Pepa Reverter calls her ceramic sculpture Woman in Love. It is a stacked four-piece totem designed to be turned on a potter’s wheel. Each interlocking piece can be used as a bowl or cache-pot. For Mario Bertolin, the sculpture posed no particular difficulties.
“As a ceramicist, you never stop learning,” he says.
“Every year, you become more expert. You find new and better ways of doing things; you find new systems and new types of clay. Although the work is strictly manual, I constantly seek ways to improve my technique. It gives me great satisfaction to make a living doing something I love.” Reverter is very pleased with the results.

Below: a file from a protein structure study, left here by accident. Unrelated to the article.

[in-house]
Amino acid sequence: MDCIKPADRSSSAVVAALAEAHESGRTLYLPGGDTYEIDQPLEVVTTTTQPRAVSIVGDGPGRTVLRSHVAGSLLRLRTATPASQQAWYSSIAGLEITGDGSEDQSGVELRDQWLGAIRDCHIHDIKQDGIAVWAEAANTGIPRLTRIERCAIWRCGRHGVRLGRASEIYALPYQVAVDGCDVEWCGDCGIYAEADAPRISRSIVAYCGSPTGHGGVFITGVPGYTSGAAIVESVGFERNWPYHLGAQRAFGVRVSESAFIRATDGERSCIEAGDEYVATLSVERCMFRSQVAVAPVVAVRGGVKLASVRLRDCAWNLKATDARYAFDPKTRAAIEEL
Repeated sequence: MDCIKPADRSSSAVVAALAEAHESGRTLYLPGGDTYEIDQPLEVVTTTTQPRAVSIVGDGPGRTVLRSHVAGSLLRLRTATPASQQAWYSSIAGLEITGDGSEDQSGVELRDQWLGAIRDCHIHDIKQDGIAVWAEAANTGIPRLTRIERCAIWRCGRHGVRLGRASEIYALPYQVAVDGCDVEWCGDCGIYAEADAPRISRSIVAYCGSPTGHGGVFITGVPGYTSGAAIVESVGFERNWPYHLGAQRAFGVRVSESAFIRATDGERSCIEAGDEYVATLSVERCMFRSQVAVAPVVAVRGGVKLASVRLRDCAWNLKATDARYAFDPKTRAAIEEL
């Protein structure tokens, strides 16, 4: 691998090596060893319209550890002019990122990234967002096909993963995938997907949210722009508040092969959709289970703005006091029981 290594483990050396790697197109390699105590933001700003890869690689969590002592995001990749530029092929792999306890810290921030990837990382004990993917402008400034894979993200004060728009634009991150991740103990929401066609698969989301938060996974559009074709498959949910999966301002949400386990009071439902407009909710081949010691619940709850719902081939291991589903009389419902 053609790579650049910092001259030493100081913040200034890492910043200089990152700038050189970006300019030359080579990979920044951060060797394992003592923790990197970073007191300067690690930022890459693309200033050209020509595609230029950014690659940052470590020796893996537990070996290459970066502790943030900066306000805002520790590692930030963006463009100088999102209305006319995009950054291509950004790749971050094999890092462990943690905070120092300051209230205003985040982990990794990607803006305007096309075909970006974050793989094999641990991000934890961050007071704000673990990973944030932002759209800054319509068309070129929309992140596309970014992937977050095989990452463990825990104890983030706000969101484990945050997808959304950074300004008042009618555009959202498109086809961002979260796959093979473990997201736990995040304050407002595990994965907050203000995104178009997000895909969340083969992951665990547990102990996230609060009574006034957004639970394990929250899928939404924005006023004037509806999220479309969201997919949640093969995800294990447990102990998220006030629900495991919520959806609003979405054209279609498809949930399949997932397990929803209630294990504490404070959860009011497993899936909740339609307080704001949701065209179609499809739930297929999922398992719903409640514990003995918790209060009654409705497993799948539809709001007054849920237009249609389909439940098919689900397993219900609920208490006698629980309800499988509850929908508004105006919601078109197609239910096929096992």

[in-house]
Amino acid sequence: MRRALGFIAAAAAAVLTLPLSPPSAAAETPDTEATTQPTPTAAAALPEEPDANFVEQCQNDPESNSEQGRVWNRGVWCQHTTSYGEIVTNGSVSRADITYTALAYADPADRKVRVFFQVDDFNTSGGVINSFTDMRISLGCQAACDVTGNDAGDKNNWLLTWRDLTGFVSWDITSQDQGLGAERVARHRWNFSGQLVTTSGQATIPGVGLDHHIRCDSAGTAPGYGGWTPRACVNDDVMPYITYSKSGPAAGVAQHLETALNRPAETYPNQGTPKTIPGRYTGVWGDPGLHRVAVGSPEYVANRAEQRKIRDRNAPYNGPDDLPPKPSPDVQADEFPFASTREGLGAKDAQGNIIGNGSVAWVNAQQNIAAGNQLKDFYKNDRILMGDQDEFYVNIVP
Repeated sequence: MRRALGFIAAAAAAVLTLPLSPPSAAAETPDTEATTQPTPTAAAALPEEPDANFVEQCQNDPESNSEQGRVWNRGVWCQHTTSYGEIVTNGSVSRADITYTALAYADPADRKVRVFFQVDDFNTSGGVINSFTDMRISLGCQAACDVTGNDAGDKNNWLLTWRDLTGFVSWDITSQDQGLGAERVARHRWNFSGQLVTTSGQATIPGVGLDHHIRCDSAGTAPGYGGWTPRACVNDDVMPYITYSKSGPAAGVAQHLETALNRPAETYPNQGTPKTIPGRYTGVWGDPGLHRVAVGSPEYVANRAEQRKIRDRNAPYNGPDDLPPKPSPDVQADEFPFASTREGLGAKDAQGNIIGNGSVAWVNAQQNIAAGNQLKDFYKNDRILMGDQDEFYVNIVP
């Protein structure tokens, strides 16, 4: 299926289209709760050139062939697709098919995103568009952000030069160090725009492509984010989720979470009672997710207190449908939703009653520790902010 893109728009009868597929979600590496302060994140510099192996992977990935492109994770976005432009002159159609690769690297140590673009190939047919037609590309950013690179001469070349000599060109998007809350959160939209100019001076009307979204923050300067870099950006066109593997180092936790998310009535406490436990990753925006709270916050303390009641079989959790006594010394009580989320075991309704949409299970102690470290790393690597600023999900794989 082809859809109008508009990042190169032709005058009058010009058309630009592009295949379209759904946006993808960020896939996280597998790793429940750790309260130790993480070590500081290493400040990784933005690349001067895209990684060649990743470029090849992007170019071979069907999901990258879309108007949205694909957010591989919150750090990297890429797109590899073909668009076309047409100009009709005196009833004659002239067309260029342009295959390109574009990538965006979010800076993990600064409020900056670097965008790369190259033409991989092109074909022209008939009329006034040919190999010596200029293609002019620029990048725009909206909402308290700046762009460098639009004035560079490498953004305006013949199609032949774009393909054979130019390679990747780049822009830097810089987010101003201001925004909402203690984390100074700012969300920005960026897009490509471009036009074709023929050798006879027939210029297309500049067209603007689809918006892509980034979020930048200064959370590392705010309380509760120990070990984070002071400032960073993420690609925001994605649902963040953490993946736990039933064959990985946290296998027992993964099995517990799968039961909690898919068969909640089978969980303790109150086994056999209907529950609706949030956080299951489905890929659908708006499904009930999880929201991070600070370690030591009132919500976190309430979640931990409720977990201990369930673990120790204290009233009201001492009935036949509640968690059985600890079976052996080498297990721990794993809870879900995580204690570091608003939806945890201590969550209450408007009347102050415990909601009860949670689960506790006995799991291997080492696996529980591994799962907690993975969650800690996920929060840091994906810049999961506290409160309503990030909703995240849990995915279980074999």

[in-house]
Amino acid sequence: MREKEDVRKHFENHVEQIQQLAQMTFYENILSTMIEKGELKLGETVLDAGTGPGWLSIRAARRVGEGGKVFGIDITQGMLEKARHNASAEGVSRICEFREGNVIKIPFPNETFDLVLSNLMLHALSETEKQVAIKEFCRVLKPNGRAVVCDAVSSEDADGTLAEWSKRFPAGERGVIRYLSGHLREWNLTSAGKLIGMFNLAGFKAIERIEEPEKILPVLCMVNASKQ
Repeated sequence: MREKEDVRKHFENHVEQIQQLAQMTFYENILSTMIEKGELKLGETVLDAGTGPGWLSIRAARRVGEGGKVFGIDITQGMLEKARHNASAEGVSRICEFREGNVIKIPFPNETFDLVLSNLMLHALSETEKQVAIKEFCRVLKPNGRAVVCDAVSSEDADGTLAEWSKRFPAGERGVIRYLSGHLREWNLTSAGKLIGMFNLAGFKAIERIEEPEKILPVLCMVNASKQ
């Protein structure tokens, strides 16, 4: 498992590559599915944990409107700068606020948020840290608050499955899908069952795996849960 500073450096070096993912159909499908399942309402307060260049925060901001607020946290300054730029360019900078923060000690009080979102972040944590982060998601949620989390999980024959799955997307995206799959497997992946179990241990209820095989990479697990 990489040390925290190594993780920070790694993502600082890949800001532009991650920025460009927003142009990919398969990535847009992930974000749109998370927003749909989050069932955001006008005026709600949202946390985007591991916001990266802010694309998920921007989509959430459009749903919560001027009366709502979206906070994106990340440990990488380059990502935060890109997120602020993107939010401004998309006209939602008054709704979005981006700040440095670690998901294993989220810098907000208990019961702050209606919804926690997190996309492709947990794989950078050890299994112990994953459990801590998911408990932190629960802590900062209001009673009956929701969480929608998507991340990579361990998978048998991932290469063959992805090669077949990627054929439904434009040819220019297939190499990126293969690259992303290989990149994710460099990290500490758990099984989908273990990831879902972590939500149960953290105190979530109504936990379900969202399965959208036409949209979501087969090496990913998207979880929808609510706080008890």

“I believe that new technologies are important and interesting – the development of 3D-printed products is brutal and unstoppable and will become increasingly common – but I also believe that we must preserve the wisdom of the great masters in contemporary design and make them a greater presence,” she says. “Bertolin is an authentic craftsman who works the pieces by hand, one by one. He is able to produce large sizes, and has an artist’s capacity to do everything he does. He is a great teacher, and easily executes the perfection of shapes and measures of clay elements. He has a special symbiosis with clay.” Since Reverter also paints and draws, she begins her design work with a sketch, which then becomes a painting, and then a sculptural three-dimensional object. She wants her design to be optimistic, looking toward a better future. “In Western societies, a cradle of great cultures and art, we should give good examples” she says.